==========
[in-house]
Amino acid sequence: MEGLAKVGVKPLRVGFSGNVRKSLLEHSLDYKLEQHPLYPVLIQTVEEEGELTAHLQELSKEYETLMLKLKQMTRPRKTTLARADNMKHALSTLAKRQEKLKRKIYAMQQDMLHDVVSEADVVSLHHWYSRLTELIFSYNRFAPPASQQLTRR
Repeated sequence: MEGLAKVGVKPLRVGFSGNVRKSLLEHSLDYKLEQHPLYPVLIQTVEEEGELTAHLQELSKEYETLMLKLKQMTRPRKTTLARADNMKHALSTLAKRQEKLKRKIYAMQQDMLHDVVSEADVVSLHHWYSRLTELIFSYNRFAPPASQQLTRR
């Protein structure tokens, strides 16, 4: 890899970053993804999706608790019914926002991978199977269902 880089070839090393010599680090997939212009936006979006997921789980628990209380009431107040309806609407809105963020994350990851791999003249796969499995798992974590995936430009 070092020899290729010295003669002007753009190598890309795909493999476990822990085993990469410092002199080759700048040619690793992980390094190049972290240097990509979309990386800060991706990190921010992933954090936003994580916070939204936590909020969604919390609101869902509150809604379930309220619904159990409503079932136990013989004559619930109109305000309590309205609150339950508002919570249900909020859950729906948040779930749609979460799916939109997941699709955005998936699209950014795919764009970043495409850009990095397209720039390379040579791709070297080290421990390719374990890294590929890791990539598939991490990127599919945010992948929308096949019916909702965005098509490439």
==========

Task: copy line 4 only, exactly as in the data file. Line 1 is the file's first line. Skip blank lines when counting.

């Protein structure tokens, strides 16, 4: 890899970053993804999706608790019914926002991978199977269902 880089070839090393010599680090997939212009936006979006997921789980628990209380009431107040309806609407809105963020994350990851791999003249796969499995798992974590995936430009 070092020899290729010295003669002007753009190598890309795909493999476990822990085993990469410092002199080759700048040619690793992980390094190049972290240097990509979309990386800060991706990190921010992933954090936003994580916070939204936590909020969604919390609101869902509150809604379930309220619904159990409503079932136990013989004559619930109109305000309590309205609150339950508002919570249900909020859950729906948040779930749609979460799916939109997941699709955005998936699209950014795919764009970043495409850009990095397209720039390379040579791709070297080290421990390719374990890294590929890791990539598939991490990127599919945010992948929308096949019916909702965005098509490439």